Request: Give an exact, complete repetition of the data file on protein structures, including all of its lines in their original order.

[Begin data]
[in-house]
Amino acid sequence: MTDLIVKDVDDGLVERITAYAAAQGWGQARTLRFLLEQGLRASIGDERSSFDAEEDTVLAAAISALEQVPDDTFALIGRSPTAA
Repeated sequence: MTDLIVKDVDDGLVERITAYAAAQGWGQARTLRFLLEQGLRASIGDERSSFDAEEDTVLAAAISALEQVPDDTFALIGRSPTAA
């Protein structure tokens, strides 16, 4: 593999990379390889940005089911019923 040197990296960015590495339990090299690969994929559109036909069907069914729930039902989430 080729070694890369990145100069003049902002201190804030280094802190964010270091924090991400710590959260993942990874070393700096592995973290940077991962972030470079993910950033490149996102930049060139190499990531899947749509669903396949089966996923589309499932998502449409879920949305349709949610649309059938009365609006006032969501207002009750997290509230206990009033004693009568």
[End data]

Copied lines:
[in-house]
Amino acid sequence: MTDLIVKDVDDGLVERITAYAAAQGWGQARTLRFLLEQGLRASIGDERSSFDAEEDTVLAAAISALEQVPDDTFALIGRSPTAA
Repeated sequence: MTDLIVKDVDDGLVERITAYAAAQGWGQARTLRFLLEQGLRASIGDERSSFDAEEDTVLAAAISALEQVPDDTFALIGRSPTAA
């Protein structure tokens, strides 16, 4: 593999990379390889940005089911019923 040197990296960015590495339990090299690969994929559109036909069907069914729930039902989430 080729070694890369990145100069003049902002201190804030280094802190964010270091924090991400710590959260993942990874070393700096592995973290940077991962972030470079993910950033490149996102930049060139190499990531899947749509669903396949089966996923589309499932998502449409879920949305349709949610649309059938009365609006006032969501207002009750997290509230206990009033004693009568």